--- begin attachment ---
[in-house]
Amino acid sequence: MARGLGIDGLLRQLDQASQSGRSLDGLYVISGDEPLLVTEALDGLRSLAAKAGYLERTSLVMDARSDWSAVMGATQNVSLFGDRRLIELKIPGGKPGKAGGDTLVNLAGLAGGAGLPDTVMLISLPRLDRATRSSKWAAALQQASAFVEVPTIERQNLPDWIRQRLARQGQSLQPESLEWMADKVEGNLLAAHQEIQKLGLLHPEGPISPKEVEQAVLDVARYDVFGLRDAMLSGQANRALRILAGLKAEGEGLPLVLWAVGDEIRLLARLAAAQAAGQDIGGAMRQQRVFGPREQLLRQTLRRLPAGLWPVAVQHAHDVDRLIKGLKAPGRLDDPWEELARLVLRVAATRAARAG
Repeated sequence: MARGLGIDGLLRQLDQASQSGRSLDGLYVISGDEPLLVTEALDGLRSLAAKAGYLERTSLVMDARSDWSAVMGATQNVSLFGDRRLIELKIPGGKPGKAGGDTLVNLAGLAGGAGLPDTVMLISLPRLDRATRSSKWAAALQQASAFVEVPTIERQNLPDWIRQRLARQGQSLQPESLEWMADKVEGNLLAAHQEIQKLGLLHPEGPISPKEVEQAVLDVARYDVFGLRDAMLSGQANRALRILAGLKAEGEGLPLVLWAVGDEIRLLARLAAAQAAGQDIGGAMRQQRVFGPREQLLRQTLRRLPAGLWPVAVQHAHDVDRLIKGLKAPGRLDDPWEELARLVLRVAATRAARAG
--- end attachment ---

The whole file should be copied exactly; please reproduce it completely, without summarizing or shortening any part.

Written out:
[in-house]
Amino acid sequence: MARGLGIDGLLRQLDQASQSGRSLDGLYVISGDEPLLVTEALDGLRSLAAKAGYLERTSLVMDARSDWSAVMGATQNVSLFGDRRLIELKIPGGKPGKAGGDTLVNLAGLAGGAGLPDTVMLISLPRLDRATRSSKWAAALQQASAFVEVPTIERQNLPDWIRQRLARQGQSLQPESLEWMADKVEGNLLAAHQEIQKLGLLHPEGPISPKEVEQAVLDVARYDVFGLRDAMLSGQANRALRILAGLKAEGEGLPLVLWAVGDEIRLLARLAAAQAAGQDIGGAMRQQRVFGPREQLLRQTLRRLPAGLWPVAVQHAHDVDRLIKGLKAPGRLDDPWEELARLVLRVAATRAARAG
Repeated sequence: MARGLGIDGLLRQLDQASQSGRSLDGLYVISGDEPLLVTEALDGLRSLAAKAGYLERTSLVMDARSDWSAVMGATQNVSLFGDRRLIELKIPGGKPGKAGGDTLVNLAGLAGGAGLPDTVMLISLPRLDRATRSSKWAAALQQASAFVEVPTIERQNLPDWIRQRLARQGQSLQPESLEWMADKVEGNLLAAHQEIQKLGLLHPEGPISPKEVEQAVLDVARYDVFGLRDAMLSGQANRALRILAGLKAEGEGLPLVLWAVGDEIRLLARLAAAQAAGQDIGGAMRQQRVFGPREQLLRQTLRRLPAGLWPVAVQHAHDVDRLIKGLKAPGRLDDPWEELARLVLRVAATRAARAG